(CNSNews.com) - Vice President Mike Pence says he does not know who penned the anonymous op-ed in the New York Times -- "but I do know that they should resign and leave this administration," he told "Fox News Sunday."
Pence criticized both the allegations made by "anonymous" as well as the picture of chaos in the Trump White House portrayed in the new Bob Woodward book:
It's absolutely absurd. And I have to tell you, I'd be honest with you, Chris. Sometimes I watch a little bit of TV in the morning and then I go to the White House and I feel like I'm in a parallel universe.
I walk into a White House where there is a president behind the desk, he is in command, he is constantly driving forward on delivering on the promises that we made to the American people and then I go home at night and I see cable TV talking about all of this stuff about disarray in the White House and it's just not my experience.
I mean -- but I tell people, look at the results. You look at the passage of historic tax cuts for businesses and individuals and the way that jobs are coming back and investment is coming back. The renegotiation of trade deals. Our allies contributing more to our common defense.
All of that is happening because we have a president of almost boundless energy who comes in every day, regardless of what's happening in the Washington media culture and says what are we doing today to deliver for the American people, and I think that's why I see such enthusiasm as I travel across the country and that's why I believe the American people are going to vote reelect Republican majorities in the House and Senate this fall.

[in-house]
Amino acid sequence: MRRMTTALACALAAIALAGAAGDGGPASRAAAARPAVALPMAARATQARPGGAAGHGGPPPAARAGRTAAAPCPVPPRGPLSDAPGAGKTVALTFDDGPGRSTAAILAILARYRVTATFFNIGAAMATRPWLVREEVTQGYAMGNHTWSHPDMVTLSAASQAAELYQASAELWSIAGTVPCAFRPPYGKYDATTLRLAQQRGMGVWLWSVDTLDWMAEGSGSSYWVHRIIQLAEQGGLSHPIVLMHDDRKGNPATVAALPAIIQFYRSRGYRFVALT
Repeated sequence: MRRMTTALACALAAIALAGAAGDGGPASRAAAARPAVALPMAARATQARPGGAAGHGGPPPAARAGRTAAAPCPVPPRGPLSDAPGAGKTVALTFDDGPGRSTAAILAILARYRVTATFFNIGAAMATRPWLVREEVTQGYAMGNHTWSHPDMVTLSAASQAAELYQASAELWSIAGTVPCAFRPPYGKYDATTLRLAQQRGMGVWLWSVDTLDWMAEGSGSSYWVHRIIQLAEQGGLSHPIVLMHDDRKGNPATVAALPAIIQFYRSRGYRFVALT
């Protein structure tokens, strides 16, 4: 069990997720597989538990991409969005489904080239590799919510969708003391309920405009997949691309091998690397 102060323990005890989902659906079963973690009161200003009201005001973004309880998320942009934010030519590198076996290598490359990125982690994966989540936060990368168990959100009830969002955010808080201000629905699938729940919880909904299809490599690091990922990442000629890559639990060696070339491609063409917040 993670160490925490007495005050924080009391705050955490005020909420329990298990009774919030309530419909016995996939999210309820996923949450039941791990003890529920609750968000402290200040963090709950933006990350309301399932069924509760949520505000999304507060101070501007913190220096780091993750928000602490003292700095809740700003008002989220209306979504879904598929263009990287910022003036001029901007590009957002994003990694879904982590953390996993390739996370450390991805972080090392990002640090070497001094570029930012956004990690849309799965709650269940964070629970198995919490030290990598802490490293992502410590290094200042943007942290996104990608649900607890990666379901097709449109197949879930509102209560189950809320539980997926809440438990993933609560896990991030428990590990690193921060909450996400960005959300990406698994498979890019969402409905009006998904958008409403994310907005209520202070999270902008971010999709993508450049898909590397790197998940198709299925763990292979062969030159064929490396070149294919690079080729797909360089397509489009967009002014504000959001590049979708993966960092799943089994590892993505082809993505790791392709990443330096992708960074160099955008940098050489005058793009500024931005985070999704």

Asked if he would take a lie detector test to rule him out as the anonymous op-ed writer, Pence told host Chris Wallace, "I would agree to take it in a heartbeat and would submit to any review the administration wanted to do." Pence added that a decision on administering lie detector tests is up to the president.
Pence said the "senior" administration official who who wrote about curbing and thwarting Trump's leadership is "un-American," and he noted that both Republicans and Democrats have condemned him or her.
"The American people vote for a president. They fully expect the president to be able to surround themselves with men and women who will work with them in advancing their agenda. But to have someone who literally celebrates coming in every day to frustrate the agenda that the president and I were elected to advance, it really is an assault on our democracy and it should be universally condemned."
Some of the early "who-dunnit" speculation settled on Pence because he has used the word "lodestar" previously, and the op-ed also uses the word.
"Do you think someone purposely put that in the essay to try to set you up?" Wallace asked Pence.
"I wouldn't know. I wouldn't know," Pence responded. "And I really do believe whether it's the book, whether it's the anonymous editorial, whether it's President Obama's speech this week, it's all an effort to distract attention from this booming economy and from the president's record of success.
"And it's all very predictable. We have important midterm elections coming up. I get all of that, but I -- but the American people should know President Trump and I are going to remain absolutely determined to reelect this Republican Congress so we can continue to build on the momentum that's putting Americans back to work."
(Pence told CBS's "Face the Nation" that he's "100 percent confident that no one on the vice president's staff was involved in this anonymous editorial." He said he didn't need to ask them about it "because I know them.")